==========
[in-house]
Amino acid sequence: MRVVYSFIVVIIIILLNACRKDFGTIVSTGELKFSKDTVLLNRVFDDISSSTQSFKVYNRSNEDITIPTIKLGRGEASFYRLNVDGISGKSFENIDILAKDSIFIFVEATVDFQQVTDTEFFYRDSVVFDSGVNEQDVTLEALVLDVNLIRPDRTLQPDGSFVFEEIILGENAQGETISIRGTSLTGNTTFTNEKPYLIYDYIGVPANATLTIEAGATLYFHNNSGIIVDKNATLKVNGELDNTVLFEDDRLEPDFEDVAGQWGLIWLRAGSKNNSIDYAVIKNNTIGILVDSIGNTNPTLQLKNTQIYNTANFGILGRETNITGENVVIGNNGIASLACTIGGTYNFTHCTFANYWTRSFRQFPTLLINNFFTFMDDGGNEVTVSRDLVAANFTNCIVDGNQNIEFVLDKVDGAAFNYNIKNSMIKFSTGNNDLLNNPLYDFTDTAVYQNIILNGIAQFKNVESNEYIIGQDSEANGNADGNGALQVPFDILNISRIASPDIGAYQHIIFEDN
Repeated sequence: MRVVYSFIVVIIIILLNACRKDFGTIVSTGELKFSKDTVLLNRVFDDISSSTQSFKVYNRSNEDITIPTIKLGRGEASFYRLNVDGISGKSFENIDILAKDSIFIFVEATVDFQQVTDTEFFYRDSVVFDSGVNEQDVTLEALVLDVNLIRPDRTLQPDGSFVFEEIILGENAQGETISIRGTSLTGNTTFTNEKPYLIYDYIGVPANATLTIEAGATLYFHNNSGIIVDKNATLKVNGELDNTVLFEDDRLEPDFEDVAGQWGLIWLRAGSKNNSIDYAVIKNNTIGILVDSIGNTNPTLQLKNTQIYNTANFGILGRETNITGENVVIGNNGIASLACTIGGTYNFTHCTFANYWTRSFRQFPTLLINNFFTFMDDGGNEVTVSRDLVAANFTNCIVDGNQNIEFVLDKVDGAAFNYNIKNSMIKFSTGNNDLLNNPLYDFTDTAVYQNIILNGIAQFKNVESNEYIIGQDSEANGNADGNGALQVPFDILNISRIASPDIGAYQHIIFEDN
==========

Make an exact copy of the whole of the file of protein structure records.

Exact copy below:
[in-house]
Amino acid sequence: MRVVYSFIVVIIIILLNACRKDFGTIVSTGELKFSKDTVLLNRVFDDISSSTQSFKVYNRSNEDITIPTIKLGRGEASFYRLNVDGISGKSFENIDILAKDSIFIFVEATVDFQQVTDTEFFYRDSVVFDSGVNEQDVTLEALVLDVNLIRPDRTLQPDGSFVFEEIILGENAQGETISIRGTSLTGNTTFTNEKPYLIYDYIGVPANATLTIEAGATLYFHNNSGIIVDKNATLKVNGELDNTVLFEDDRLEPDFEDVAGQWGLIWLRAGSKNNSIDYAVIKNNTIGILVDSIGNTNPTLQLKNTQIYNTANFGILGRETNITGENVVIGNNGIASLACTIGGTYNFTHCTFANYWTRSFRQFPTLLINNFFTFMDDGGNEVTVSRDLVAANFTNCIVDGNQNIEFVLDKVDGAAFNYNIKNSMIKFSTGNNDLLNNPLYDFTDTAVYQNIILNGIAQFKNVESNEYIIGQDSEANGNADGNGALQVPFDILNISRIASPDIGAYQHIIFEDN
Repeated sequence: MRVVYSFIVVIIIILLNACRKDFGTIVSTGELKFSKDTVLLNRVFDDISSSTQSFKVYNRSNEDITIPTIKLGRGEASFYRLNVDGISGKSFENIDILAKDSIFIFVEATVDFQQVTDTEFFYRDSVVFDSGVNEQDVTLEALVLDVNLIRPDRTLQPDGSFVFEEIILGENAQGETISIRGTSLTGNTTFTNEKPYLIYDYIGVPANATLTIEAGATLYFHNNSGIIVDKNATLKVNGELDNTVLFEDDRLEPDFEDVAGQWGLIWLRAGSKNNSIDYAVIKNNTIGILVDSIGNTNPTLQLKNTQIYNTANFGILGRETNITGENVVIGNNGIASLACTIGGTYNFTHCTFANYWTRSFRQFPTLLINNFFTFMDDGGNEVTVSRDLVAANFTNCIVDGNQNIEFVLDKVDGAAFNYNIKNSMIKFSTGNNDLLNNPLYDFTDTAVYQNIILNGIAQFKNVESNEYIIGQDSEANGNADGNGALQVPFDILNISRIASPDIGAYQHIIFEDN